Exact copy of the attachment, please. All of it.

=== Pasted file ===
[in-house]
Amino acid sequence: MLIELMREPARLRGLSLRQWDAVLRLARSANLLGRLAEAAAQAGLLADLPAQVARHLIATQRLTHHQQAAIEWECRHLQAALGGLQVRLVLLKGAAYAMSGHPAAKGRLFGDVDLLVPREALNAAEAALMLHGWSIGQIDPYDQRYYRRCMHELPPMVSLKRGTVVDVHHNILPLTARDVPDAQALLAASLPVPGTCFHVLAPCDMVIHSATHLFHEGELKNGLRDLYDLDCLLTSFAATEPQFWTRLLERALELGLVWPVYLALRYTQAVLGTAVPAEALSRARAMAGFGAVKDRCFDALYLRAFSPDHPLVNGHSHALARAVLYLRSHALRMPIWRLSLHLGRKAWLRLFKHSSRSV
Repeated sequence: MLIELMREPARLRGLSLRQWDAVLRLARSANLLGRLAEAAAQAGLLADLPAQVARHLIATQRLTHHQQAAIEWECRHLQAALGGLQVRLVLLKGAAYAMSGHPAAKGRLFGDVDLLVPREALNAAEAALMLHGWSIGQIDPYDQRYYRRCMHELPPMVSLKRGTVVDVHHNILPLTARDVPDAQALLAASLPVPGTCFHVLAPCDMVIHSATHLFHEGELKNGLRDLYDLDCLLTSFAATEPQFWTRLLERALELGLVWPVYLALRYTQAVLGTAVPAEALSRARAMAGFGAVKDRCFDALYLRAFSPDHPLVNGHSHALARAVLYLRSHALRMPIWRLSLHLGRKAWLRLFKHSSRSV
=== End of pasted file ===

[in-house]
Amino acid sequence: MLIELMREPARLRGLSLRQWDAVLRLARSANLLGRLAEAAAQAGLLADLPAQVARHLIATQRLTHHQQAAIEWECRHLQAALGGLQVRLVLLKGAAYAMSGHPAAKGRLFGDVDLLVPREALNAAEAALMLHGWSIGQIDPYDQRYYRRCMHELPPMVSLKRGTVVDVHHNILPLTARDVPDAQALLAASLPVPGTCFHVLAPCDMVIHSATHLFHEGELKNGLRDLYDLDCLLTSFAATEPQFWTRLLERALELGLVWPVYLALRYTQAVLGTAVPAEALSRARAMAGFGAVKDRCFDALYLRAFSPDHPLVNGHSHALARAVLYLRSHALRMPIWRLSLHLGRKAWLRLFKHSSRSV
Repeated sequence: MLIELMREPARLRGLSLRQWDAVLRLARSANLLGRLAEAAAQAGLLADLPAQVARHLIATQRLTHHQQAAIEWECRHLQAALGGLQVRLVLLKGAAYAMSGHPAAKGRLFGDVDLLVPREALNAAEAALMLHGWSIGQIDPYDQRYYRRCMHELPPMVSLKRGTVVDVHHNILPLTARDVPDAQALLAASLPVPGTCFHVLAPCDMVIHSATHLFHEGELKNGLRDLYDLDCLLTSFAATEPQFWTRLLERALELGLVWPVYLALRYTQAVLGTAVPAEALSRARAMAGFGAVKDRCFDALYLRAFSPDHPLVNGHSHALARAVLYLRSHALRMPIWRLSLHLGRKAWLRLFKHSSRSV